Shea-Porter will face one of the eight Republicans who will be on Tuesday's GOP ballot. Sean Mahoney, the president of a communications company and a former New Hampshire committeeman to the Republican National Committee, has the most resources of any candidate in this race, with over $1 million in receipts. Shea-Porter clearly sees him as a rival, and has already begin campaigning against him, mailing fliers criticizing Mahoney to voters around the district. Frank Guinta, a former mayor of Manchester, New Hampshire's largest city, is also one of the favorites for the GOP nomination. In addition to his mayoral experience, Guinta spent two terms in the state legislature, which may boost his name recognition with voters. He has shown that he has the fundraising ability to withstand a November campaign, with $875,000 in receipts and over $150,000 currently in his accounts. Rich Ashooh, an executive at a defense contracting firm, is also running a strong campaign and has also recently been meeting with New Hampshire Tea Party leaders, which could help give him added support in a crowded field. Ashooh has raised $375,000 this cycle, but a tough primary has left him with only $80,685 in the bank.
In the Second District, seven Republicans and two Democrats are vying to take the seat being vacated by Paul Hodes. The Democratic primary ballot features two candidates: attorney and activist Ann McLane Kuster and Katrina Swett, the president of a human rights foundation and wife of Dick Swett, who held the Second-District seat from 1991 to 1995. Pro-choice groups have been major players in this campaign and the source of all independent expenditures made for either candidate. Though both candidates are pro-choice, abortion rights groups EMILY's List and Planned Parenthood have both spent in support of Kuster in recent weeks. Pro-choice organization NARAL, however, has spent in support of both candidates.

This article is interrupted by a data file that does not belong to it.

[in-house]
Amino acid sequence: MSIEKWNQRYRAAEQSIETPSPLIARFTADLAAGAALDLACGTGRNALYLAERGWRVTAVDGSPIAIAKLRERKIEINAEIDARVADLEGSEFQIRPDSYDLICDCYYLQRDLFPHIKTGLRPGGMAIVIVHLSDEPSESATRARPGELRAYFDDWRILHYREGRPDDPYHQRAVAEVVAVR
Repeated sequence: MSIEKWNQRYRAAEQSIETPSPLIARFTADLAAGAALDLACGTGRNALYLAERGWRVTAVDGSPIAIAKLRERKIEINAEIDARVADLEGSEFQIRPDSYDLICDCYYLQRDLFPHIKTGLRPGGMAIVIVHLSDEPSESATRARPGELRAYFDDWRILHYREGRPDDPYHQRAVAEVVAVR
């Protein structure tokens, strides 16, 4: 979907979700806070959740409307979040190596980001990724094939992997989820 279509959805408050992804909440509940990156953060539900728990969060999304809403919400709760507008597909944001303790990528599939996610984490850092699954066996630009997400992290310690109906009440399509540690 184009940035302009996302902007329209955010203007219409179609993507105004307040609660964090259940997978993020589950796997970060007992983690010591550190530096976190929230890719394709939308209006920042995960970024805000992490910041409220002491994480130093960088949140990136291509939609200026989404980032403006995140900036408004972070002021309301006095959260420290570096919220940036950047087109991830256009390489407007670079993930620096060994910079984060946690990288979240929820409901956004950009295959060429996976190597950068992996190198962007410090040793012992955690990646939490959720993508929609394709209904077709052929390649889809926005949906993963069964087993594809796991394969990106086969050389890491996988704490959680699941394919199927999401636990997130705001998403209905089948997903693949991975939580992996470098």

Swett has been painting Kuster as a "far-left progressive," while Kuster has emphasized Swett's more moderate views as a negative. In a recent debate, Swett appealed to more moderate Democrats, acknowledging that she supported the Bush tax cuts. Kuster, meanwhile, has embraced liberal causes like the push for a public health insurance option and affirmative action.
Fundraising totals show both Democratic candidates to be ready for a November campaign. Swett came into the campaign with $870,000 already on hand from a failed 2008 Senate run and to that has added $580,000 from fundraising, Even after a protracted primary against Kuster, she still has nearly $800,000 in her war chest right now. Kuster has similar receipts, having taken in $1.4 million. She has outspent Swett, however, with $450,000 left in her pocket as of August 25.
The Republican race features several contenders who are no stranger to New Hampshire politics. Charles Bass is the most prominent of the five Republican contenders, having already served as New Hampshire's Second-District Representative from 1995 until 2007. Bass has received the endorsement of the U.S. Chamber of Commerce, as well as $5,000 from the leadership PAC associated with House Minority Leader Eric Cantor. The former House member has pulled in over $565,000 thus far and still maintains $312,000 in his accounts, according to his August 25 FEC report. Airline captain Bob Giuda has also held elective office, having served in the New Hampshire House from 2001 through 2007. Giuda's campaign is largely self-funded, as the candidate has provided $132,000 of the $173,000 of his campaign's total receipts. Another prominent Republican candidate, talk radio host Jennifer Horn, gained election experience in 2008, when she won the Republican nomination for the Second-District seat. She was defeated by Hodes in the general election, but is clearly fighting hard for a win this year. She has spent almost all of the $223,000 her campaign has amassed in receipts, with $32,150 now in the bank.